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As a trustee you'll have to complete a Trust and Estate Tax Return - form SA900. You might also have to fill in some additional pages, depending on the trust's income and gains.
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Trustees are the legal owners of the assets held in a trust. They are usually responsible for managing the trust on a day-to-day basis, completing tax returns and paying any tax due on income and gains.
Completing a Trust and Estate Return can be difficult. You might like to get professional advice from a tax adviser or solicitor to help complete the return and to help run the trust. Members of the Society of Trust and Estate Practitioners (STEP) are experts who can give you help with any trusts related problem.
When you first become a trustee for a trust that is expected to pay Income Tax or Capital Gains Tax you'll need to tell HM Revenue & Customs (HMRC) about the trust. Fill in form 41G (Trust) Trust Details and send it to the HMRC Trusts Office.
There are many different types of trust. The tax rules are different depending on what type of trust you're responsible for. For example your trust may be set up:
In April or May each year, HMRC will normally send you a letter telling you that you need to complete a tax return. If you usually complete a Trust and Estate Tax Return (SA 900) and you haven't received a letter by the end of April, you should get in touch with HMRC.
You'll need to complete the Trust and Estate Tax Return - form SA900 - for every tax year as long as the trust exists. Depending on the type of income and gains of the trust you may have to also complete some additional pages. For example:
You can complete and send a Trust and Estate Tax Return online using commercial software.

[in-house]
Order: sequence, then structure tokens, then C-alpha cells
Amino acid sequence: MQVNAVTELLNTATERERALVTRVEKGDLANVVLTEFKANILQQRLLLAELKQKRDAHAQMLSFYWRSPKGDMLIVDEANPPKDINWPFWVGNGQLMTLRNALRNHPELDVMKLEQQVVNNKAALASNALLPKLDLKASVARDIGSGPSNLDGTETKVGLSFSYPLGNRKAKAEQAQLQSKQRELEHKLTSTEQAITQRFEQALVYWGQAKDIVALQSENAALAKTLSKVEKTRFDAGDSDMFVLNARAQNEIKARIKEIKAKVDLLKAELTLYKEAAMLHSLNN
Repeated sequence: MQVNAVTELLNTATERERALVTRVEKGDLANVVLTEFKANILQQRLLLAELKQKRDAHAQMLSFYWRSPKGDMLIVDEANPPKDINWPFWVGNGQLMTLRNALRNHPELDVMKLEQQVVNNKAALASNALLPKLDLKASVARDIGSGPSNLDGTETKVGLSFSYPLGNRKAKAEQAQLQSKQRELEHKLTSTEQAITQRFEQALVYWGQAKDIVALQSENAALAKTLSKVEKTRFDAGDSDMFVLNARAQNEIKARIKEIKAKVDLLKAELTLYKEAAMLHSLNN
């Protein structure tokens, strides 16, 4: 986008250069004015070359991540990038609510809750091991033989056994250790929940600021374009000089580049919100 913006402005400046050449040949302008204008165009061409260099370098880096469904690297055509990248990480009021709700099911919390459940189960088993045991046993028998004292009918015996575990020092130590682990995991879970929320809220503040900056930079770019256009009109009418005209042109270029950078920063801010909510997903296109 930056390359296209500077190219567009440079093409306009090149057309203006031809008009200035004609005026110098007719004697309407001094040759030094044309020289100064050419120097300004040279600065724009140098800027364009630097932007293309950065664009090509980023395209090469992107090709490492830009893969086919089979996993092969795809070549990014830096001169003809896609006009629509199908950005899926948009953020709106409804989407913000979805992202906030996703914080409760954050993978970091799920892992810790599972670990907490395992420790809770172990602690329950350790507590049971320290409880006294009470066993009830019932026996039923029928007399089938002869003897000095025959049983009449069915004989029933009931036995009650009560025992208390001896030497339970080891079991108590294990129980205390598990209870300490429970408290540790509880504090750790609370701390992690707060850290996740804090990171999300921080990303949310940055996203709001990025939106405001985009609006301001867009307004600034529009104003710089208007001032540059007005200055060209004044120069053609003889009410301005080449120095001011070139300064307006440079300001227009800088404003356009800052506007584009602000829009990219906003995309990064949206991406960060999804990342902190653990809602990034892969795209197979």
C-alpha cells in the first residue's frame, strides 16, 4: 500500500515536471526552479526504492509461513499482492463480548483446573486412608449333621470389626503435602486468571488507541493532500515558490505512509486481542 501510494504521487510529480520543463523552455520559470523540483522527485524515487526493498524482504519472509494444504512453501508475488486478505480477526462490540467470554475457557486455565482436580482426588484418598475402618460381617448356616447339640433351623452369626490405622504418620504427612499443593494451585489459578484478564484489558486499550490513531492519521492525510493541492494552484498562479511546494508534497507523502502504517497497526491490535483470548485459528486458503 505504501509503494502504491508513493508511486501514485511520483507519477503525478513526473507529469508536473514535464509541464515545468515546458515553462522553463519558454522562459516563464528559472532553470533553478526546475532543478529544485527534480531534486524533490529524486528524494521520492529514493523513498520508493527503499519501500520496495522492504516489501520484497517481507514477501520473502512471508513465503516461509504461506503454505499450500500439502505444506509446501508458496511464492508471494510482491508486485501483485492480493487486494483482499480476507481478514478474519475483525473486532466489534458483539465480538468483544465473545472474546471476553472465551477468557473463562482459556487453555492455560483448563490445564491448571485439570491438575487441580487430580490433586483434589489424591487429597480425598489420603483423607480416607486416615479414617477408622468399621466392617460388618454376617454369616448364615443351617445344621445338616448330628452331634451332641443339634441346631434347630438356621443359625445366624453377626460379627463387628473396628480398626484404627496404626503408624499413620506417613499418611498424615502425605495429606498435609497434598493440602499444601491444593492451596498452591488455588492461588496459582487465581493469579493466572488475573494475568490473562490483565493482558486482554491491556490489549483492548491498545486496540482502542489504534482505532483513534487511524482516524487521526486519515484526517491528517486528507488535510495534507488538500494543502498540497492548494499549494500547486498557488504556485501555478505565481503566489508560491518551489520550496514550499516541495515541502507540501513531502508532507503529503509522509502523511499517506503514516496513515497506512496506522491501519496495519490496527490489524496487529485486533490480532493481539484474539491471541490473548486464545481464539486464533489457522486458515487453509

Sending a tax return online has many advantages - for example the deadline is later and your tax is worked out automatically.
You'll need to register for HMRC Online Services if you want to submit the Trust and Estate Tax Return online.
You'll have to keep records of the income and gains of the trust, trust expenses and income payments to beneficiaries so that you can complete the Trust and Estate return.
If you send in a paper tax return, it must reach HMRC by midnight on 31 October following the end of the tax year it relates to.
If you send it online, you have three months longer - it must reach HMRC by midnight on 31 January instead.
You'll be charged a penalty if the tax return isn't received on time.
There are a few exceptions to the above dates, for example if you receive your tax return late - follow the link below to find out more.
You'll need to tell HMRC when all the trust assets such as money, shares and property have been paid out and the trust comes to an end. You'll usually have to complete a Trust and Estate Return from the end of the last tax year to the date the trust came to an end. There may be tax to pay for this period so you'll need to keep back enough of the trust funds to pay it.